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Menstruation after giving birth is a topic that many mothers are concerned about. After giving birth and breastfeeding for the first 1-2 years, a mother’s menstrual cycle can be irregular, with some months having periods and others not. The amount of menstrual blood may also vary, sometimes heavy and sometimes light, and the color of the menstrual blood may change to bright red, brown, or dark black. Additionally, common symptoms include menstrual cramps and prolonged periods.

The timing of menstruation’s return after giving birth

If a mother exclusively breastfeeds, menstruation is usually delayed, typically occurring 7-8 months after giving birth. However, it is difficult to determine exactly when a woman will start experiencing her menstrual cycle after giving birth and while breastfeeding. Some women may have their periods return after 2-3 months, whereas others may have to wait for 8-10 months. This is completely normal.

Menstruation will not return until the baby shows signs of weaning if the mother exclusively breastfeeds. Only when the baby starts sleeping longer at night, reduces the number of breastfeeding sessions, and begins to eat solid foods, it is likely that menstruation will return.

When the baby starts eating solid foods, it indicates a reduction in breastfeeding. This is a sign that menstruation will resume.

While breastfeeding, some mothers may experience bleeding for a few days followed by a period of no bleeding. This is completely normal and does not mean that menstruation has resumed. If the baby is not breastfeeding, the earliest that menstruation will resume is after 12 weeks postpartum.

Causes of postpartum menstrual irregularities

Women can have their periods return after 6 weeks postpartum because, at that point, their bodies have returned to the pre-pregnancy state. Hormones such as progesterone, estrogen, and human chorionic gonadotropin (HCG) have also returned to normal levels. However, the time when a woman starts to have her menstrual cycle return after giving birth depends on factors such as breastfeeding, hormone levels, and lifestyle.

Breastfeeding exclusively can inhibit ovulation and delay the return of menstruation. Women who exclusively breastfeed may have their periods return after 6 months or even later. Women who do not breastfeed may have their periods return around 6 weeks postpartum.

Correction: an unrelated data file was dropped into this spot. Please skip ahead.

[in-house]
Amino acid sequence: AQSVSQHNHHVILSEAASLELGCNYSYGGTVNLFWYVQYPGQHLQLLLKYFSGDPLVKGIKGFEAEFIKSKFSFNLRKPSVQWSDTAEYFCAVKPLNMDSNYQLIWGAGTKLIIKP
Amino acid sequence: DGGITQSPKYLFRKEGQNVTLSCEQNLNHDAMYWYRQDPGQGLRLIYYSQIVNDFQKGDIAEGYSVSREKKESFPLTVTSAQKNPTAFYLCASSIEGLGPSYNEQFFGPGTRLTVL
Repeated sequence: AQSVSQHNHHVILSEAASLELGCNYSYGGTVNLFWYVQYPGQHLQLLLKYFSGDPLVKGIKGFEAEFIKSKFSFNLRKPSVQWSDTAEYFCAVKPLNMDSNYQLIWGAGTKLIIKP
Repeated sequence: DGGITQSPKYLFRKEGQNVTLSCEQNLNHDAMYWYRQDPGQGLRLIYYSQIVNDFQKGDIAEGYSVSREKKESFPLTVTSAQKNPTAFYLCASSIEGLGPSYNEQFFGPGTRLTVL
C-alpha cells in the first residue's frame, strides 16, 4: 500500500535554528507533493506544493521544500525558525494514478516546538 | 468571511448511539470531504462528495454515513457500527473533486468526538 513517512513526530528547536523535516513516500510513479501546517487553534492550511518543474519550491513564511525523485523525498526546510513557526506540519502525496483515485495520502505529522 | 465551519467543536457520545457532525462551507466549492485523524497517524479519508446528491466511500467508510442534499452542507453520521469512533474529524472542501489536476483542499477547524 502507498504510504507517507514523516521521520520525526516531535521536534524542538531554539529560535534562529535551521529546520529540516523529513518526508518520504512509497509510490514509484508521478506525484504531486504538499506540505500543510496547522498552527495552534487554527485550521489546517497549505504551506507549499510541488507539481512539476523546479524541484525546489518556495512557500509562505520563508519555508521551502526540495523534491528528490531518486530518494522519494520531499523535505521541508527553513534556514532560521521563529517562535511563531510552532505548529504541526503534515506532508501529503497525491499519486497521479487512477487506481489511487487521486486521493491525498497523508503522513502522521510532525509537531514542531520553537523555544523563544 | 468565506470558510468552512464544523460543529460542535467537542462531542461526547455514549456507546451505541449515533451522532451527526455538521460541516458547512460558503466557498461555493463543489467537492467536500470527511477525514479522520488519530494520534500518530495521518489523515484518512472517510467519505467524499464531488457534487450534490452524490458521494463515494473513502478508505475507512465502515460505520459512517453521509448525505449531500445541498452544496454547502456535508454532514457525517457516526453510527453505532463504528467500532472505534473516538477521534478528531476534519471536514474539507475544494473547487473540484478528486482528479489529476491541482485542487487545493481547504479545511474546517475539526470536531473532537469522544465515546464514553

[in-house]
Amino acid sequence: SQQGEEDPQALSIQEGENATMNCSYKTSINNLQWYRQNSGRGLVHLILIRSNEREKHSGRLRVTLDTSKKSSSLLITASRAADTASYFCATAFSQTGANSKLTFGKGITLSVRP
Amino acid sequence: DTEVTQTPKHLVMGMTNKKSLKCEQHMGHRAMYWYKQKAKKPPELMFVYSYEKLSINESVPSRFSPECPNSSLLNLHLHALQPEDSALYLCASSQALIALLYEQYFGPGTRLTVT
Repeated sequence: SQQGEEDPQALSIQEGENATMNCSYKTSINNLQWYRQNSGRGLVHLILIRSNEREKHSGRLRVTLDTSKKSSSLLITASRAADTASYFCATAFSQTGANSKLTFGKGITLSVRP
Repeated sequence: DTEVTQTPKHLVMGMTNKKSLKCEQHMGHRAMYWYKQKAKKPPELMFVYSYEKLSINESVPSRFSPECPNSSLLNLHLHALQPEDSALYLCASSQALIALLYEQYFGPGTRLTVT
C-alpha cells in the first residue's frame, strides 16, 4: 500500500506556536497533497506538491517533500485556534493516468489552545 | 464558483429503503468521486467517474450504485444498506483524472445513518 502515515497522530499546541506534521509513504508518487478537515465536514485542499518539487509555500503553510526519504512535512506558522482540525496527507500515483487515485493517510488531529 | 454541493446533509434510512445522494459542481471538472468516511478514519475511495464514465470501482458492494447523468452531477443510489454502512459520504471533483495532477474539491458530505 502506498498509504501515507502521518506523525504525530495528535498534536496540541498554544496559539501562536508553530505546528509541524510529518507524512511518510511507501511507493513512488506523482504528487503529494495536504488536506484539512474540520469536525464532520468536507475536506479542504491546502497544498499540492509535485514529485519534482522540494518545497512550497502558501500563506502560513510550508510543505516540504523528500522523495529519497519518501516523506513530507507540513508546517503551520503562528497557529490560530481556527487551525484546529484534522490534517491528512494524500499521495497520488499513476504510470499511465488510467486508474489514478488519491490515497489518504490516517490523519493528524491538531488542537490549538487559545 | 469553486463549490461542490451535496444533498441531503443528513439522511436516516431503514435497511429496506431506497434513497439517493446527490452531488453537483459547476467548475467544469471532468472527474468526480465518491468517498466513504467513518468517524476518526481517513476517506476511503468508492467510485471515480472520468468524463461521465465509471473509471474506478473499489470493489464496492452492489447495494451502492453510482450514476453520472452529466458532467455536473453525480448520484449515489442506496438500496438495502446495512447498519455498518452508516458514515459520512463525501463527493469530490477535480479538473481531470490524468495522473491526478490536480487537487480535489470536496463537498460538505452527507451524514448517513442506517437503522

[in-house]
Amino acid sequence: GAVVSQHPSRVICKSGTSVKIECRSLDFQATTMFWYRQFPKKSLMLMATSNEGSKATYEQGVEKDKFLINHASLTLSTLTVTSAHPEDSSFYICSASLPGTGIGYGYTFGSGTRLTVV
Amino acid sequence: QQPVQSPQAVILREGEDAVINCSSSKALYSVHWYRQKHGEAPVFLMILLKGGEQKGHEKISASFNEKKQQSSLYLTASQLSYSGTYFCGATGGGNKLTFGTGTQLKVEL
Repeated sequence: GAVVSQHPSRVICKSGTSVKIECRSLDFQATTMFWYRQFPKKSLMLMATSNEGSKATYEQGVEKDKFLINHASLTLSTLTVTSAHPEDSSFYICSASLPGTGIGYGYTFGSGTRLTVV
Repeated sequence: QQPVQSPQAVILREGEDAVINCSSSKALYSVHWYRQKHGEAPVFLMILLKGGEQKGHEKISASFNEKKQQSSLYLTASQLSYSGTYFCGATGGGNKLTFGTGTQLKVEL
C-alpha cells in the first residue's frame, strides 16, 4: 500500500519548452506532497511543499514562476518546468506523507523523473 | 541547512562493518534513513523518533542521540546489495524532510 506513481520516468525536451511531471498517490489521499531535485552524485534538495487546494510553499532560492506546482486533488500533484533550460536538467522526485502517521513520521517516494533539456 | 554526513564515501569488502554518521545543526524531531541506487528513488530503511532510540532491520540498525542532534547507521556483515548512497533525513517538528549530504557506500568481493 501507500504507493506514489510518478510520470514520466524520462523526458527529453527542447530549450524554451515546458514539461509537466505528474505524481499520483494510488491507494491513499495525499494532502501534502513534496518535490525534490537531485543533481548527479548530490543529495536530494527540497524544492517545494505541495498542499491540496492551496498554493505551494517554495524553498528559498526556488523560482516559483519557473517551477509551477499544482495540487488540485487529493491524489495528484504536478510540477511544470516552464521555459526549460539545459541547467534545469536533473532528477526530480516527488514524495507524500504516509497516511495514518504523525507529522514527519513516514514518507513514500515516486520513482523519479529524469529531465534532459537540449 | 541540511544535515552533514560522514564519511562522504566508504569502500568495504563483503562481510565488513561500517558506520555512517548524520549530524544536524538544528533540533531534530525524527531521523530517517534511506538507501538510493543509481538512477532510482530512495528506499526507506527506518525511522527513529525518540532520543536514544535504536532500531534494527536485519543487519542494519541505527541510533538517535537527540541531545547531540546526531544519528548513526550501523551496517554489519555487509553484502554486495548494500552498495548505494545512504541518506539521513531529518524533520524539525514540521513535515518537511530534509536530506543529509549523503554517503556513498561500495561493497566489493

The irregularities in postpartum menstruation are caused by the changes that occur in a woman’s body during pregnancy. Not only does the body need to develop to nourish the fetus, but it also produces breast milk afterward. All of these changes are driven by hormones.

Women who have previously experienced hormonal imbalances are more likely to experience irregular periods after giving birth. Hormonal imbalances commonly occur in the first few months after childbirth when the body is still recovering. Menstrual cycles may be irregular and heavier than usual for 3-4 months.

The stress of taking care of a newborn can lead to constant stress, tension, and occasional mood swings, causing hormonal imbalances and menstrual irregularities.

5 signs of postpartum menstrual irregularities

  1. Irregular menstrual cycle: The most noticeable sign is a deviation from the normal menstrual cycle, which is usually 28-32 days. A menstrual cycle typically lasts 3-7 days, depending on the individual. Therefore, a cycle shorter than 28 days or longer than 32 days, bleeding lasting less than 3 days or more than 7 days are indications of postpartum menstrual irregularities.

  2. Clotted or abnormally dark menstrual blood: Menstrual blood that clots or has a dark color, combined with late or irregular periods, can also indicate postpartum menstrual irregularities.

  3. Excessive delay in menstrual return: For women who have had a cesarean section, menstruation usually resumes after 2-3 months, while for those who have had a vaginal birth, it can take longer, around 6 months to 1 year. If a woman has not had her period return 1-2 years after giving birth, it is a clear sign of postpartum menstrual irregularities.

  4. Severe abdominal pain: Women usually experience abdominal pain before and during the first day of their menstrual cycle. For women who have given birth, the pain experienced after childbirth may make menstrual cramps no longer as intense. Therefore, if a mother feels severe, debilitating abdominal pain that limits her activities, it could be a sign of postpartum menstrual irregularities.